Monday, March 27, 2023

Yes, there is a hierarchical order, but…

Familial language, however, does not preclude hierarchical order, as if calling each other “brother” automatically distributed theological insight and practical wisdom in an equal measure to all. Luke’s sort ofhierarchy is not the kind that so worries postmoderns of various stripes but the kind that is inevitably a necessary part of any communal organization. Even the Quakers have leaders. The more difficult issue is that systematizing Luke’s structure of authority has proved notoriously difficult for modern scholars of his work. To be sure, there are the twelve (with Matthias for Judas), Peter, James, Paul, Stephen, elders, deacons, and so on. But beyond the most obvious observations, arranging these various people and offices into clear tiers has simply not been possible. Still, what is obvious from Acts is Luke's conviction that the new society cannot flourish without orders of authority that guarantee both the movement’s continuity with the earthly Jesus and the pattern of life that is its ethic.—One True Life: The Stoics and Early Christians as Rival Traditions, 139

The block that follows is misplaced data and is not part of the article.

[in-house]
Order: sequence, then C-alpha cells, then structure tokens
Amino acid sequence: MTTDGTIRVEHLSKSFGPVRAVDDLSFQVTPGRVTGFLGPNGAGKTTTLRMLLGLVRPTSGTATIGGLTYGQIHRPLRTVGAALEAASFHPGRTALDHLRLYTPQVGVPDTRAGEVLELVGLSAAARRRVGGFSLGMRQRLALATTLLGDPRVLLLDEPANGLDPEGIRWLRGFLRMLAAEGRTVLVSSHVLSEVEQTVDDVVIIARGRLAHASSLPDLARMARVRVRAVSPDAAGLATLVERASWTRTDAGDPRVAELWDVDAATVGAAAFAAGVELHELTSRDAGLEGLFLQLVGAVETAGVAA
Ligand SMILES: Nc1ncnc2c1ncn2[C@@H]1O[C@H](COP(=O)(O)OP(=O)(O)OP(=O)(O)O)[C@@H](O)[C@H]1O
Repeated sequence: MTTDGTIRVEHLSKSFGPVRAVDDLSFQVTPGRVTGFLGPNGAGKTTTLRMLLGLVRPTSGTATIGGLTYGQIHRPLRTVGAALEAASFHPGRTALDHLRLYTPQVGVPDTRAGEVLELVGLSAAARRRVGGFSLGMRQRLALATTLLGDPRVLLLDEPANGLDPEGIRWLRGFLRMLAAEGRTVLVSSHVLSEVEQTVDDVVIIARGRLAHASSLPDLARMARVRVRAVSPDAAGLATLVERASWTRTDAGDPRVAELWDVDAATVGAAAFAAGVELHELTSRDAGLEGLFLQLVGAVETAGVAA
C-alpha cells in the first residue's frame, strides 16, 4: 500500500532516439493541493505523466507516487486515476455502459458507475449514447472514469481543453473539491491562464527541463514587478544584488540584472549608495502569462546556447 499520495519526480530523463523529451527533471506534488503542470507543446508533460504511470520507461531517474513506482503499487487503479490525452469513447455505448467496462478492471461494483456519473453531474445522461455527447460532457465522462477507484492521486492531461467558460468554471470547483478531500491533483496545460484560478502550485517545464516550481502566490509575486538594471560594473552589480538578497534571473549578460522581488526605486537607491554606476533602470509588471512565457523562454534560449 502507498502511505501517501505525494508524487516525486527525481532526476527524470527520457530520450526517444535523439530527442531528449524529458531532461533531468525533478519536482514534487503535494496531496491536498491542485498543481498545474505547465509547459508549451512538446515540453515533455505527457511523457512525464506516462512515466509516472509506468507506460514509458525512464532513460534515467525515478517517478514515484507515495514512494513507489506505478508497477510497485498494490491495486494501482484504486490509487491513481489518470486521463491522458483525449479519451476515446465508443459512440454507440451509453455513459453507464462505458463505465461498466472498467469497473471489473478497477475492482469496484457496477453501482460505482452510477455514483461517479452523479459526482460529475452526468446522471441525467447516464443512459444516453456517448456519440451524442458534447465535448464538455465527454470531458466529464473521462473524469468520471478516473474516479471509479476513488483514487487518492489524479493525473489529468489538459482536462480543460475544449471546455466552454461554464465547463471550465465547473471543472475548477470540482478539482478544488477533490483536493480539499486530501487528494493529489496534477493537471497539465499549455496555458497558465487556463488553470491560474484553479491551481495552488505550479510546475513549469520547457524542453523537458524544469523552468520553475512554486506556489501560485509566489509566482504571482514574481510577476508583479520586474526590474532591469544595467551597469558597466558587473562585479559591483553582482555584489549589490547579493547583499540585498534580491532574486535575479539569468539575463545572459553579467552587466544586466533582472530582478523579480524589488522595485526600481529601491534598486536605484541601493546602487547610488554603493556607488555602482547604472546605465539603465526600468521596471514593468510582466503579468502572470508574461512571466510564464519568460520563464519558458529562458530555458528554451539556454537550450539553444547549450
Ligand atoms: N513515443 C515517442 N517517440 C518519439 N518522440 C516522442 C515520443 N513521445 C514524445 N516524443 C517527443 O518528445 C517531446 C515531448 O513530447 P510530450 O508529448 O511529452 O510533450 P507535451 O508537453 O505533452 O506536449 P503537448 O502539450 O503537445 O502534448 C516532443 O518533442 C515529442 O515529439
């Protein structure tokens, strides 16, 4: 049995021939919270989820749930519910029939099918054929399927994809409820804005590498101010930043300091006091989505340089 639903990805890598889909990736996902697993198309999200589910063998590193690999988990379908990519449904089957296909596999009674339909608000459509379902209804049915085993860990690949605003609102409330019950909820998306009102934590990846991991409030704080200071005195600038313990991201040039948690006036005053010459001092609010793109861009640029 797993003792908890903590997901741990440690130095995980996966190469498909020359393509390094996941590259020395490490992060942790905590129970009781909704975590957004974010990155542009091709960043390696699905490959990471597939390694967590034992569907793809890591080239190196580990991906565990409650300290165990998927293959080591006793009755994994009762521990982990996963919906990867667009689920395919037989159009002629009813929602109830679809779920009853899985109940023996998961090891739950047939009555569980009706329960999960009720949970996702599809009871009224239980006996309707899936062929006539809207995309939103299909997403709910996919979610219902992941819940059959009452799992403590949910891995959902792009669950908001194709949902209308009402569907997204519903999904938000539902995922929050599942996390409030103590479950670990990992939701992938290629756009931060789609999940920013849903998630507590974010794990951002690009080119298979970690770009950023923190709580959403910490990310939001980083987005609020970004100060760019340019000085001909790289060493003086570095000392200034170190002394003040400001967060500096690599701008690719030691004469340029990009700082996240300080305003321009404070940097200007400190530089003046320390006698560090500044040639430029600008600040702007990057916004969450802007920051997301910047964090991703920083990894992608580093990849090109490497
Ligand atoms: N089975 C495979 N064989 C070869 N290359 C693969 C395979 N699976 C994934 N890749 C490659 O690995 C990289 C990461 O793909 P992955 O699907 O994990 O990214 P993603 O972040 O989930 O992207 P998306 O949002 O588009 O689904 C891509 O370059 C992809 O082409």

<idle musing>
Perhaps because it is intended to be difficult? The point, after all, is to advance the kingdom of God, not the hierarchy of leaders. Christ is the leader, the ruler, the potentate, the king. The rest are simply to advance his will. After all, isn't he the one who said that the first would be last? Didn't he also say that the one who would be a leader must be the servant?

That kinda turns all the human hierarchies on their heads.

Just an
</idle musing>

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